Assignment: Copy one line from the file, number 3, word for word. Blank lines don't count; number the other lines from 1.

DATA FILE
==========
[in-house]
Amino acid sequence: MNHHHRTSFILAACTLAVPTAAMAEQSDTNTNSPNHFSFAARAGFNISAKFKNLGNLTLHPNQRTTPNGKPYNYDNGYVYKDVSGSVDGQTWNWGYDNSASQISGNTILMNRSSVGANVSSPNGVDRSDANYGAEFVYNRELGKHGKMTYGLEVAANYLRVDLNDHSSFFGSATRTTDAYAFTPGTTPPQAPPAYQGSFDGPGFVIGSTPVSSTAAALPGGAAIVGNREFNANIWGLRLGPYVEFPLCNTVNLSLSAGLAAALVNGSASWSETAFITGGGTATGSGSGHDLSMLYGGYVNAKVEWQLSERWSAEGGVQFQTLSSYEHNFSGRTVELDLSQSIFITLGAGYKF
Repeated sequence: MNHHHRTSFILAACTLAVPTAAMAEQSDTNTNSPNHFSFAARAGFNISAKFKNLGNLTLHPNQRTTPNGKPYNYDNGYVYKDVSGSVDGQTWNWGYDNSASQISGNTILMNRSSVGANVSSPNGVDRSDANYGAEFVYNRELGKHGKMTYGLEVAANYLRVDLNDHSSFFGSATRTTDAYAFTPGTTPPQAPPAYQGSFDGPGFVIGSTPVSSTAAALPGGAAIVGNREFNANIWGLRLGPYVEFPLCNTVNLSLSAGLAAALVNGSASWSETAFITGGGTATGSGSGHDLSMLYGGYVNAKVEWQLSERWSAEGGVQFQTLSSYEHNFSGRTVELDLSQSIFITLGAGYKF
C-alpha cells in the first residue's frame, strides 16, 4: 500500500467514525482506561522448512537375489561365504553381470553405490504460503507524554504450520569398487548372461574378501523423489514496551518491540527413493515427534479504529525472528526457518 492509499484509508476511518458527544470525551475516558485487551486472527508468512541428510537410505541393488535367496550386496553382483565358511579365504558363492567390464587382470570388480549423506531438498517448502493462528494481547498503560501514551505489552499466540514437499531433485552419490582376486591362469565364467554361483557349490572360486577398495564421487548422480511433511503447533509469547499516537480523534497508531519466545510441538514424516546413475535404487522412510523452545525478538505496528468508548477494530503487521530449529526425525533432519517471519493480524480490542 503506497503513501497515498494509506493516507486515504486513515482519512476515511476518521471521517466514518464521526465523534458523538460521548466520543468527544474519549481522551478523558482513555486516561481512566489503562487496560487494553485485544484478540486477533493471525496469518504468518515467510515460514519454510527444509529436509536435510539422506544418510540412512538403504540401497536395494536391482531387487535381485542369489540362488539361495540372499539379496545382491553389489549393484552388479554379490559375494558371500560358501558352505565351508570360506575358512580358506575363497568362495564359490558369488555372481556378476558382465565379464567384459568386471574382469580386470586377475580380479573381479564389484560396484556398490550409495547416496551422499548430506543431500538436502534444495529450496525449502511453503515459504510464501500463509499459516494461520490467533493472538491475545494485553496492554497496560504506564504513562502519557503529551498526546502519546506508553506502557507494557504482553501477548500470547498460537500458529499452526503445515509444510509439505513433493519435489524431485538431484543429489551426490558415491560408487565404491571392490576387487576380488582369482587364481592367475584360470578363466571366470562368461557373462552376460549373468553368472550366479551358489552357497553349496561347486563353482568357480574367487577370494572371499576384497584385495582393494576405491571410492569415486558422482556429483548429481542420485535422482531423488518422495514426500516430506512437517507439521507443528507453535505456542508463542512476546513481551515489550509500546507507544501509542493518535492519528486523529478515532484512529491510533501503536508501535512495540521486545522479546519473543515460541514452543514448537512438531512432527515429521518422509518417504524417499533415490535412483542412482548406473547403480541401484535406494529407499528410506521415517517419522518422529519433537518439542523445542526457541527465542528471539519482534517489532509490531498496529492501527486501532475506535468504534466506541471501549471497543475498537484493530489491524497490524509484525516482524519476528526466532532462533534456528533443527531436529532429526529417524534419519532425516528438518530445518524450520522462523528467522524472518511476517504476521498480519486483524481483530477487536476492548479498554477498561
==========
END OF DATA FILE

Repeated sequence: MNHHHRTSFILAACTLAVPTAAMAEQSDTNTNSPNHFSFAARAGFNISAKFKNLGNLTLHPNQRTTPNGKPYNYDNGYVYKDVSGSVDGQTWNWGYDNSASQISGNTILMNRSSVGANVSSPNGVDRSDANYGAEFVYNRELGKHGKMTYGLEVAANYLRVDLNDHSSFFGSATRTTDAYAFTPGTTPPQAPPAYQGSFDGPGFVIGSTPVSSTAAALPGGAAIVGNREFNANIWGLRLGPYVEFPLCNTVNLSLSAGLAAALVNGSASWSETAFITGGGTATGSGSGHDLSMLYGGYVNAKVEWQLSERWSAEGGVQFQTLSSYEHNFSGRTVELDLSQSIFITLGAGYKF